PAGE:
President Donald Trump and the national government have taken extraordinary measures to stabilize the economy during this difficult moment of our history. In fact, the President has signed legislation that has injected more than $2 trillion worth of stimulus aid into the economy. Plus, the nonpartisan Federal Reserve has injected at least $2.3 trillion into the economy; the Federal Reserve may end up spending over $10 trillion by the end of the year, thereby pumping significant amounts of liquidity into the market. But the aforementioned stimulus will not be enough to restore America to prosperity. Just this past Monday, Treasury Secretary Steven Mnuchin called for another round of stimulus to be added into the economy.
So what type of new stimulus is optimal? The appropriate type of stimulus would invest primarily in the sectors that are most in need of help and that have been disproportionately hurt by the COVID-19 pandemic. Moreover, the best response would concentrate resources on national interests and transcend partisan interests.
President Trump has rallied behind a targeted stimulus package that rises above mere partisan interests. On Wednesday, the President indicated that he would support a $1.5 trillion stimulus package that is being sponsored in the House by Representatives Tom Reed (R-NY), Josh Gottheimer (D-NJ) and about fifty other Representatives combined from both parties. This compromise bill centers around the essentials of what the medical and economic responses to COVID-19 demand: over $300 billion in direct payments to families, which may be the most important feature of the bill, $100 billion for COVID-19 testing and healthcare, $500 billion for state and local governments, $400 billion for election infrastructure and security and $50 billion for broadband investments.
President Trump deserves credit for his willingness to work with Democrats and use the resources of the national government to help the American people in the most necessary ways. It is true, of course, that President Trump is not in love with everything that is in this compromise bill. For example, the President correctly noted back in May that assistance for state and local governments would benefit most heavily in those regions of the country that have large deficits and which are run by Democrats (like my home state of New York), bailing out and taking responsibility for poor fiscal decisions made by Democrats. But in showing support for this compromise bill, the President appears willing to sacrifice partisan interests for national interests.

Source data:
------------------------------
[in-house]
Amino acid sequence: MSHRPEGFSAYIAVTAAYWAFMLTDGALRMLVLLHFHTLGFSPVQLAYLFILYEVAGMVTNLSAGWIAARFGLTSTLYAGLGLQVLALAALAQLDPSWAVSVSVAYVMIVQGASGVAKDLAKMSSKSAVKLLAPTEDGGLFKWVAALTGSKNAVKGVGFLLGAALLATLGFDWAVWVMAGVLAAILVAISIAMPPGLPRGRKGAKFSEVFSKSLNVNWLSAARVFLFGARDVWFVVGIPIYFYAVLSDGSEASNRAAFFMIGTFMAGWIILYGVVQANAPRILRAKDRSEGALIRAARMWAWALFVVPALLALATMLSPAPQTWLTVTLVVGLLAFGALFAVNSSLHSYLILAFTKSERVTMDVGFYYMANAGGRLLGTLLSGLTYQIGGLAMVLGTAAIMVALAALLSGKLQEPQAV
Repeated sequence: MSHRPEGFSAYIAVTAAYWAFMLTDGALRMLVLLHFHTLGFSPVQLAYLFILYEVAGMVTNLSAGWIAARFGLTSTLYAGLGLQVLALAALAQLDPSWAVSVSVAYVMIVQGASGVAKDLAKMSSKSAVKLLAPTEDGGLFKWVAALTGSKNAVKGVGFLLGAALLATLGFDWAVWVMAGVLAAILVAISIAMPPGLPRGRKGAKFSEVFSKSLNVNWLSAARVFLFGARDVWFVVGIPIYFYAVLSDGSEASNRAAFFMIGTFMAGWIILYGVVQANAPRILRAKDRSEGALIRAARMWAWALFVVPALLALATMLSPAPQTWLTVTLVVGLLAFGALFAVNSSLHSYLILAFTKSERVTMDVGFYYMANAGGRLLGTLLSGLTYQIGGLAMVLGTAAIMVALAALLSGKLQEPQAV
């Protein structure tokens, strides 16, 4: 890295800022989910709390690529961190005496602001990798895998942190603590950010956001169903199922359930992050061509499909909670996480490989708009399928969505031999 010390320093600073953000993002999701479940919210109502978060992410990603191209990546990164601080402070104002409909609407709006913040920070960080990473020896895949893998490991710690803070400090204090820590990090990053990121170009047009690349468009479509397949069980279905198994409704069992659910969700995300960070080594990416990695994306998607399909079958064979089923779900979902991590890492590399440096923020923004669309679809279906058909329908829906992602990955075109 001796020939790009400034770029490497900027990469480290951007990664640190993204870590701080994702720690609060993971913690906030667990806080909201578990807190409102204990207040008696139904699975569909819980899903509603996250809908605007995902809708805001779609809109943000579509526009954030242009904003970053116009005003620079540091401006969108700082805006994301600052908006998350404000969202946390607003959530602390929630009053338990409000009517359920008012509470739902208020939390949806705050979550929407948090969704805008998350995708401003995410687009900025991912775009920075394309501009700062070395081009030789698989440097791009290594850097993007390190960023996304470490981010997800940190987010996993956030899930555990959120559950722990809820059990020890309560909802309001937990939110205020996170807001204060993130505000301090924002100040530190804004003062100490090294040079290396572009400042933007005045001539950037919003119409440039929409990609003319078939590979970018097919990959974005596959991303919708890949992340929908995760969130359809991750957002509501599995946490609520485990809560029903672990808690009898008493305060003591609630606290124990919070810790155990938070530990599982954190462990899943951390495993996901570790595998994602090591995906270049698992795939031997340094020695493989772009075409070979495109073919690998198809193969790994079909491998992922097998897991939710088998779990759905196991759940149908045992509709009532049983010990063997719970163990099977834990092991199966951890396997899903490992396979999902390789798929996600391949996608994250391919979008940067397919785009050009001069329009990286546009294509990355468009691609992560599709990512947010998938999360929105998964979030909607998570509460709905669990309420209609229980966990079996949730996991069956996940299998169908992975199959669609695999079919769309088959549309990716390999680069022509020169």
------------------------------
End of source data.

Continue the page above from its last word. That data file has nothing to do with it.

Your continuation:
Sadly, the House Democratic leadership is not willing to put the interests of the nation over the interests of the party. That is, the House Democratic leadership is not supporting the compromise bill. Why? Because Speaker Nancy Pelosi wants to incorporate as much as possible of the radical Heroes Act into the next round of stimulus. Back in May, The Heroes Act failed to be signed into law, because the Act was essentially a Democratic wishlist. The Act includes, among other things, giving money to undocumented immigrants and providing debt relief to college students. And perhaps most interestingly, the Act would permit marijuana companies to access banking services. Solving these issues is clearly not necessary for creating a robust and proportionate response to the pandemic economy. But a proportionate response was obviously not what the Speaker had in mind. Instead, Speaker Pelosi was trying to capitalize on the urgency of responding to the pandemic by ramming through partisan legislation to remake America in the Democratic image. And the Speaker is still employing this strategy. When asked about progress on a stimulus package this past Tuesday, Speaker Pelosi went right to the Heroes Act and recommended that Republicans and the President support it. Thus, Speaker Pelosi is steadfast in trying to exploit the desperation of responding to the pandemic to pass her Democratic agenda. In so doing, she continues to put partisan interests ahead of those of the nation.